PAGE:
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How to use FINRA Rule 4370 for business continuity management

If you're not familiar with FINRA Rule 4370, Paul Kirvan explains why you should know about this emergency preparedness rule for firms in the financial sector.

As part of our efforts to keep you up to date on important business continuity standards, we offer the following...

guidance on FINRA (Financial Industry Regulatory Authority) Rule 4370, which is considered its emergency preparedness rule.

When approved in 2009, FINRA Rule 4370 consolidated NYSE Rule 446 and NASD Rules 3510 and 3520. The rule requires that member firms "establish and maintain business continuity plans that are reasonably designed to enable the firm to meet its obligations to clients in the event of a sudden business disruption." The rule requires that firms conduct an annual review of their plans to determine whether modifications are necessary in light of material changes to their operational environment. Finally, the rule requires firms to provide FINRA with emergency contact information.

If your organization is in the financial sector, following Rule 4370's format and structure will help your organization not only be prepared for potential disruptive events, but also be prepared for FINRA audits.

The structure of Rule 4370 is consistent with good practice within the business continuity industry, and can be mapped to domestic (e.g., NFPA 1600) and international (e.g., ISO 22301:2012) standards. Nowhere does FINRA mention these particular standards; therefore, it is essential that as a financial institution you follow FINRA 4370 first, and then incorporate additional items from other standards as needed. Below, you'll find summaries of the rule's sections.

FINRA 4370 sections

Section (a) -- States each FINRA member must prepare a BC plan that will ensure the institution can meet its obligations to its customers.

Section (b) -- States that each member must update the plan when any material changes occur, and must also conduct an annual review of the plan to ensure it meets the organization's requirements.

Section (c) -- Lists 10 criteria that each plan must address. The amount of detail provided is the responsibility of the financial institution. Examples of reporting items include: data backup and recovery; identification of mission-critical systems; alternate arrangements for locating employees; alternate means of communicating with customers; regulatory reporting; and ensuring members will have access to their funds in an emergency.

Section (d) -- States that a member of the senior management team is responsible for the plan and for its annual review.

Section (e) (this differs from most BC plans) -- States that members must disclose to their customers how their BC plan addresses the possibility of a "future significant business disruption" and how the member plans to respond to events of varying scope. FINRA adds that it is not necessary to provide customers with a copy of their BC plans, only summary-level information. Here's an example of such a disclosure statement.

Section (f) -- States that members must report emergency contact information to FINRA; specifically, a minimum of two employees must be identified as contact points for FINRA. One of these must be a senior manager and registered principal of the firm.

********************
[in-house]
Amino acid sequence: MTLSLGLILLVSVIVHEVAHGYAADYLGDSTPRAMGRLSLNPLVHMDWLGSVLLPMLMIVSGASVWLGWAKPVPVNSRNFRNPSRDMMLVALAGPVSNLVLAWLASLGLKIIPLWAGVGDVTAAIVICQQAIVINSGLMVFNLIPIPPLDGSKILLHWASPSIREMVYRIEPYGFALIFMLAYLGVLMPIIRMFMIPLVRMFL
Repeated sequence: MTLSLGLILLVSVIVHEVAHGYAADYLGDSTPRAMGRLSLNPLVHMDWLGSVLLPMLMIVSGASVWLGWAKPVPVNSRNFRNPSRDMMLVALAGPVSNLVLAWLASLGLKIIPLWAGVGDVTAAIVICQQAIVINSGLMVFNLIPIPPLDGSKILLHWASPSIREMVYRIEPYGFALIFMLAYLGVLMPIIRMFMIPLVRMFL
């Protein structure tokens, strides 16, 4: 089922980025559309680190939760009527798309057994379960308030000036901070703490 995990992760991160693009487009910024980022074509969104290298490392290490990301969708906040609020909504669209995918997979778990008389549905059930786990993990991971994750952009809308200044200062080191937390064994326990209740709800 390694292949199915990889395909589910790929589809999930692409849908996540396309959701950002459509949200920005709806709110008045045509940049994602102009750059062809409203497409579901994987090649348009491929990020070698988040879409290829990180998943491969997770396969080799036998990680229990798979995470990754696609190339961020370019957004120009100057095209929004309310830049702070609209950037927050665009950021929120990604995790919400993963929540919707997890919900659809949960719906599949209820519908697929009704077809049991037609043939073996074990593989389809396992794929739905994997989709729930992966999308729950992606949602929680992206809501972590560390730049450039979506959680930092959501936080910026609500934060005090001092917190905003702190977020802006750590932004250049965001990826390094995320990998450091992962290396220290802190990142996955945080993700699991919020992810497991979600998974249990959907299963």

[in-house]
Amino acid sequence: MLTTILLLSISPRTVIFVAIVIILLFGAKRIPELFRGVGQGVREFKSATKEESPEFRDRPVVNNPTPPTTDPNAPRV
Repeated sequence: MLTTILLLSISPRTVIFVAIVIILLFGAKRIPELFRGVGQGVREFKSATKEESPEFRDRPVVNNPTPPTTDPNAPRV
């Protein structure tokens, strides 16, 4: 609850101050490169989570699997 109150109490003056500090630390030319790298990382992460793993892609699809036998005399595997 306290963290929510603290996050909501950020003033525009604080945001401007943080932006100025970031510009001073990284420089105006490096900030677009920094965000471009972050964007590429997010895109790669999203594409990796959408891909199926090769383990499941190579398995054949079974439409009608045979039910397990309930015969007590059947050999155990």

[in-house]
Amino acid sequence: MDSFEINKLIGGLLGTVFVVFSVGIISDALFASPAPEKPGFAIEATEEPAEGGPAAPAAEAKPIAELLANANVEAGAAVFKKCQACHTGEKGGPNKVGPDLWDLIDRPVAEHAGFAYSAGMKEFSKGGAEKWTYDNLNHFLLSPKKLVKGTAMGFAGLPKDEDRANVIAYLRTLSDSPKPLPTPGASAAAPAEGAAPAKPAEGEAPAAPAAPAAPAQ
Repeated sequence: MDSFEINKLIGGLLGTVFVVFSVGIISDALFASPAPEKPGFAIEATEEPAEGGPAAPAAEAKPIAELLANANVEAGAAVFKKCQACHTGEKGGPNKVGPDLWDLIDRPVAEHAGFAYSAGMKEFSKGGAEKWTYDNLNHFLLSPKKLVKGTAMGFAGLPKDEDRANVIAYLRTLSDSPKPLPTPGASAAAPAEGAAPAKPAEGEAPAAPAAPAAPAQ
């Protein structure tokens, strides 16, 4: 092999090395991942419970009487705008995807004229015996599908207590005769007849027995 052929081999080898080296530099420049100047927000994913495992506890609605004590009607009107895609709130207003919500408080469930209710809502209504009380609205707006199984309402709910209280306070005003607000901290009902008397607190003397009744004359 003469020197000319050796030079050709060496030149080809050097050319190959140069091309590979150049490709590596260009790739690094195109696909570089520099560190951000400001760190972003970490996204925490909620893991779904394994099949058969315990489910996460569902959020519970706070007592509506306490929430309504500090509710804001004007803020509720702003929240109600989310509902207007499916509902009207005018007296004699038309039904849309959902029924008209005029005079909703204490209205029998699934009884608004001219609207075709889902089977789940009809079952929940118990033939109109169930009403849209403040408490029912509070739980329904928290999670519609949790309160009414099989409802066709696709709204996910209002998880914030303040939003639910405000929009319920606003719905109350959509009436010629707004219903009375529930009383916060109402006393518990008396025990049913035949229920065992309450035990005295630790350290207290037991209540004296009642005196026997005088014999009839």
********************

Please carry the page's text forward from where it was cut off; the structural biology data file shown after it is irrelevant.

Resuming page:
Section (g) -- Defines two key terms in the standard: "mission-critical system" and "financial and operational assessment".

Tips for effectively using FINRA Rule 4370

If you already have a business continuity plan in place, examine it carefully to ensure it is compliant with the items covered in Rule 4370, and update it as needed to ensure compliance.

Be sure to regularly review and update plan information, especially emergency contact data.

Check the FINRA BC website regularly, as it contains highly useful materials:

  • Frequently asked questions (FAQ)
  • Small-firm BC plan template (a particularly useful document, as it includes sample text you can use to build the content of your plan)
  • BC plan case study
  • Several other useful background documents

Perform all the traditional activities you associate with business continuity planning, e.g., risk assessments, business impact analyses, team descriptions and roles, awareness and training, recovery strategy definitions, exercises and plan audits.


The key takeaways are: 1) keeping the plan current, 2) performing an annual plan review, 3) maintaining an up-to-date contact list, and 4) preparing a disclosure statement to customers.

For this last requirement, FINRA stipulates that members are required only to summarize the manner in which their BCPs address the possibility of significant business disruptions. Firms are not required to disclose the specific location of any backup facilities, any proprietary information contained in the BCP, or the parties with whom the firm has backup arrangements.

About the author:
Paul Kirvan, CISA, FBCI, works as an independent business continuity consultant and auditor, and is secretary of the U.S. chapter of the Business Continuity Institute and member of the BCI Global Membership Council. He can be reached at [email protected].

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